This op-ed was originally published for Media Planet’s Infectious Diseases campaign on 23 September 2021.
With the world’s gaze focused on ramping up production and delivery of 11 billion safe and effective COVID-19 vaccine doses within a year, it is important that we turn an eye to the future.
As we need to make provisions for adequate contact tracing and access to diagnosis and treatment all around the world, disease surveillance and health system strengthening are key.
What might be missed, however, is the necessary and swift sharing of pathogens with endemic, epidemic or pandemic potential, which is governed by an international agreement stemming from the Convention on Biological Diversity.
Adding public health protection
Effective beginning 2014, the Nagoya Protocol is a legally-binding, supplementary international agreement to the 1992 Convention on Biological Diversity (CBD). This agreement steers the fair and equitable sharing of benefits when genetic resources, including plants, animals and micro-organisms, are used across country borders. Each country has a legal right to their genetic resources and can negotiate mutually agreed terms with other countries who wish to use these resources.
The challenge is that the implementation of the Nagoya Protocol has unintended and undesirable consequences for global public health. Many countries have included pathogens, such as poliovirus, Ebola virus, coronaviruses or influenza viruses, in the scope of their access and benefit sharing legislation.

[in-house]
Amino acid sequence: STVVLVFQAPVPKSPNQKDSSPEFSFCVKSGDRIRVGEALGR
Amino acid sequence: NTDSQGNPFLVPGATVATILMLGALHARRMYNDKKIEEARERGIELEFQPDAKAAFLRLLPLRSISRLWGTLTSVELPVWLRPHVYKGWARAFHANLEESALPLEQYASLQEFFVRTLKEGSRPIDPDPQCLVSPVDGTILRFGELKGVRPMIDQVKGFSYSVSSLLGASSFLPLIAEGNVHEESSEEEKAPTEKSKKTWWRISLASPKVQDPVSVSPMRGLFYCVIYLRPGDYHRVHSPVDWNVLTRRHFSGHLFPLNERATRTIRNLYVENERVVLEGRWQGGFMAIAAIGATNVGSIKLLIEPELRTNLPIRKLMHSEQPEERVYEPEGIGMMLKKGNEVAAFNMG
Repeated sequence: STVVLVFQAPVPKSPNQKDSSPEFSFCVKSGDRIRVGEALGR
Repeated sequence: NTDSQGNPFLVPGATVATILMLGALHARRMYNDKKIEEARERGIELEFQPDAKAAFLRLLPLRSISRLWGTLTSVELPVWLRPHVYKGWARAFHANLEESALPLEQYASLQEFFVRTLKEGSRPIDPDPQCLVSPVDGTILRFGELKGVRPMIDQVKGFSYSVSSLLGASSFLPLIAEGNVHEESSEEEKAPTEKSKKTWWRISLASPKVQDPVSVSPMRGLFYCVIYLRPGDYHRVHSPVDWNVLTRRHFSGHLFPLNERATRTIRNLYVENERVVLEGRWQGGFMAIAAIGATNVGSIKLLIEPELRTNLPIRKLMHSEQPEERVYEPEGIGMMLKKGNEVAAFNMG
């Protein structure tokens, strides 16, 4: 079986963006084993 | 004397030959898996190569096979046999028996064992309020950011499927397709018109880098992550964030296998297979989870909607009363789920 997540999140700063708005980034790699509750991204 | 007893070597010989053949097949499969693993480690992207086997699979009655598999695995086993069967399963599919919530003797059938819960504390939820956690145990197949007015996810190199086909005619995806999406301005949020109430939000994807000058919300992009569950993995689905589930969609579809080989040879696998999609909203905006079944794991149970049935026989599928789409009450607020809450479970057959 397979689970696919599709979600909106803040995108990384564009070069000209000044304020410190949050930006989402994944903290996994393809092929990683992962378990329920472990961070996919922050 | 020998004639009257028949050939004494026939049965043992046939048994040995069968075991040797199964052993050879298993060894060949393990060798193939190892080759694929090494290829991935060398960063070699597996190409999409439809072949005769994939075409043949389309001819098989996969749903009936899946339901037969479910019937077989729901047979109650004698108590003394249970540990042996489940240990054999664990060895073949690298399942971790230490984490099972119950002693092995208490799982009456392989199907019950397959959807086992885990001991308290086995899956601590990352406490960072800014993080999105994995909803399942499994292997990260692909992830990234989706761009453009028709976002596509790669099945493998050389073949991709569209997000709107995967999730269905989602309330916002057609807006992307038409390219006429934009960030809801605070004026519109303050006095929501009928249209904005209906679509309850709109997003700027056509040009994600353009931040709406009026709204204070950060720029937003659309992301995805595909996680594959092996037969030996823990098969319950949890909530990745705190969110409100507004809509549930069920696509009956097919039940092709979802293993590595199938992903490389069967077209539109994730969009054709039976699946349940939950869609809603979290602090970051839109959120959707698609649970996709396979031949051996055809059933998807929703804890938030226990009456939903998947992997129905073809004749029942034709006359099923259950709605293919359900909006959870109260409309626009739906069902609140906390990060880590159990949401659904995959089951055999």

Given that public health objectives are targeted at the eradication of pathogens and the CBD is aimed at the protection of biodiversity, this seems rather paradoxical, and potentially prevents sharing of samples and data on pathogens.
Iand would have led to tremendous setbacks in a historical global response to the pandemic, in tracking, preventing and treating the disease.
Establishing a path toward pandemic preparedness
We cannot simply hope that no country will apply the Nagoya Protocol to withhold pathogen data. It is too much of a risk and we have already seen some countries engaging in such “pathogen diplomacy” with MERS, Ebola, Zika and seasonal influenza over the past decade.
The devastating impact of COVID-19 and its various mutations further spotlights the need for a multilateral, legally binding solution to ensure the scientific community has access to pathogens for the development of vaccines, medicines and diagnostics.
We must leverage our experiences responding to this crisis to remove obstacles for future generations facing public health emergencies. Now, as ever before, is the time to come together to share pathogens in a timely, predictable way for surveillance, epidemiology and research purposes.